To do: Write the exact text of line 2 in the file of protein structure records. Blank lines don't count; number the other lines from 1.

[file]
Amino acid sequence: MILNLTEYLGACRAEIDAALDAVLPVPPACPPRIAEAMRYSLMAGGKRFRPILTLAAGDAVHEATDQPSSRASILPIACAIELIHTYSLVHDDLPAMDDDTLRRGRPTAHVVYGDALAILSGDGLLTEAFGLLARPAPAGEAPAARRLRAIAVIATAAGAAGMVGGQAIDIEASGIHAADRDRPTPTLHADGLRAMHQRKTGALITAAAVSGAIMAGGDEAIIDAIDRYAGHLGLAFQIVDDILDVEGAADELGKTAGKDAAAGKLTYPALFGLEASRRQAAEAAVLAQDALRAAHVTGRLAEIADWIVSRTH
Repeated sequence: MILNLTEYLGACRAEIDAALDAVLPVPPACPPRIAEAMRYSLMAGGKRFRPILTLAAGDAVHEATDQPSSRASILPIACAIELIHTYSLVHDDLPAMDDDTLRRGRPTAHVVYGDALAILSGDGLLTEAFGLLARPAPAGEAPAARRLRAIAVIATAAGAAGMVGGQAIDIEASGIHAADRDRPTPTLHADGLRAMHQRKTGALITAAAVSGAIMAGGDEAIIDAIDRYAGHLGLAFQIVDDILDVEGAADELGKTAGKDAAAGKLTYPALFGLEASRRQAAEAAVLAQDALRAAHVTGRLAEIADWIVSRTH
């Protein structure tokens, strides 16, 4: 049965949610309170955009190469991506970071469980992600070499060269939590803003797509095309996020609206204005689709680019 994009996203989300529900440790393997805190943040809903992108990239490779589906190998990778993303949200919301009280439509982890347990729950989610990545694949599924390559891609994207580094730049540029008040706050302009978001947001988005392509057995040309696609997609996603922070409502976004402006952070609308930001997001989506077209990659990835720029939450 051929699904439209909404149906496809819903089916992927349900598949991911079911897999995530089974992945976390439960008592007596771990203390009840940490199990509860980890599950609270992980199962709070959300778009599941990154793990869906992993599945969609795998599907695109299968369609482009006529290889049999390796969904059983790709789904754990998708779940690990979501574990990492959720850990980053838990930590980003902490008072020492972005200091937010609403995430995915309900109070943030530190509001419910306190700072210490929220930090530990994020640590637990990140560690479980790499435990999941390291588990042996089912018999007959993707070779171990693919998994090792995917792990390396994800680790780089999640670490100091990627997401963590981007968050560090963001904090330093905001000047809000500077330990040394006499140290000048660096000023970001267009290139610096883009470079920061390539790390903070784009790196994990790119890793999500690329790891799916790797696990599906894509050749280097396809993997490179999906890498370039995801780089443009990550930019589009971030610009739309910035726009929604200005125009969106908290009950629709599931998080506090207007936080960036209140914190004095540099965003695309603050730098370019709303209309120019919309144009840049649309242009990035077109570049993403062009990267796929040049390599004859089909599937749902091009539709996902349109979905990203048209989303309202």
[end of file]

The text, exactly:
Repeated sequence: MILNLTEYLGACRAEIDAALDAVLPVPPACPPRIAEAMRYSLMAGGKRFRPILTLAAGDAVHEATDQPSSRASILPIACAIELIHTYSLVHDDLPAMDDDTLRRGRPTAHVVYGDALAILSGDGLLTEAFGLLARPAPAGEAPAARRLRAIAVIATAAGAAGMVGGQAIDIEASGIHAADRDRPTPTLHADGLRAMHQRKTGALITAAAVSGAIMAGGDEAIIDAIDRYAGHLGLAFQIVDDILDVEGAADELGKTAGKDAAAGKLTYPALFGLEASRRQAAEAAVLAQDALRAAHVTGRLAEIADWIVSRTH